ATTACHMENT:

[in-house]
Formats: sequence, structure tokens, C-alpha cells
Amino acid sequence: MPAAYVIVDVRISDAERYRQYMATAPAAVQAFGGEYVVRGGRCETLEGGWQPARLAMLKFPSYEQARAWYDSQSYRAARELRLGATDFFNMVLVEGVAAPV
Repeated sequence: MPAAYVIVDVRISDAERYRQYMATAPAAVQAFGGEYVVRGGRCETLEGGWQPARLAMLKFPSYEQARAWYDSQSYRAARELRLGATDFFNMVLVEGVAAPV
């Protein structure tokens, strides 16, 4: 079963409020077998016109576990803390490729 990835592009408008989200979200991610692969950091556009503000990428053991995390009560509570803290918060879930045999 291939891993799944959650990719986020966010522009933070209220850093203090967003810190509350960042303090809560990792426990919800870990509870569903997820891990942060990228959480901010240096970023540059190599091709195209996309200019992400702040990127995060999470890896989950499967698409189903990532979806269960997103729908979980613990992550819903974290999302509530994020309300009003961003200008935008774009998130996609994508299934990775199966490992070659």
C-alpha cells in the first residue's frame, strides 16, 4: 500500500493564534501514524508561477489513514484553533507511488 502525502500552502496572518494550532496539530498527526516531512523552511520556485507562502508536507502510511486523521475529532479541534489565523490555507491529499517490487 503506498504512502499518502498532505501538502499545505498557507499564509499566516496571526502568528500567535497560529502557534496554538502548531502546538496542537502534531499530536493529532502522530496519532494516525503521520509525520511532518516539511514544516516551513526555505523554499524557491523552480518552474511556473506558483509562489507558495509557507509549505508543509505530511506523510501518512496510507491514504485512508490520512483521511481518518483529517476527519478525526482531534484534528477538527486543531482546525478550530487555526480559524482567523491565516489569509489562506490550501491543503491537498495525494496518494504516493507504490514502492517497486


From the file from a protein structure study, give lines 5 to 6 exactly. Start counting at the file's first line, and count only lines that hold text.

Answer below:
């Protein structure tokens, strides 16, 4: 079963409020077998016109576990803390490729 990835592009408008989200979200991610692969950091556009503000990428053991995390009560509570803290918060879930045999 291939891993799944959650990719986020966010522009933070209220850093203090967003810190509350960042303090809560990792426990919800870990509870569903997820891990942060990228959480901010240096970023540059190599091709195209996309200019992400702040990127995060999470890896989950499967698409189903990532979806269960997103729908979980613990992550819903974290999302509530994020309300009003961003200008935008774009998130996609994508299934990775199966490992070659």
C-alpha cells in the first residue's frame, strides 16, 4: 500500500493564534501514524508561477489513514484553533507511488 502525502500552502496572518494550532496539530498527526516531512523552511520556485507562502508536507502510511486523521475529532479541534489565523490555507491529499517490487 503506498504512502499518502498532505501538502499545505498557507499564509499566516496571526502568528500567535497560529502557534496554538502548531502546538496542537502534531499530536493529532502522530496519532494516525503521520509525520511532518516539511514544516516551513526555505523554499524557491523552480518552474511556473506558483509562489507558495509557507509549505508543509505530511506523510501518512496510507491514504485512508490520512483521511481518518483529517476527519478525526482531534484534528477538527486543531482546525478550530487555526480559524482567523491565516489569509489562506490550501491543503491537498495525494496518494504516493507504490514502492517497486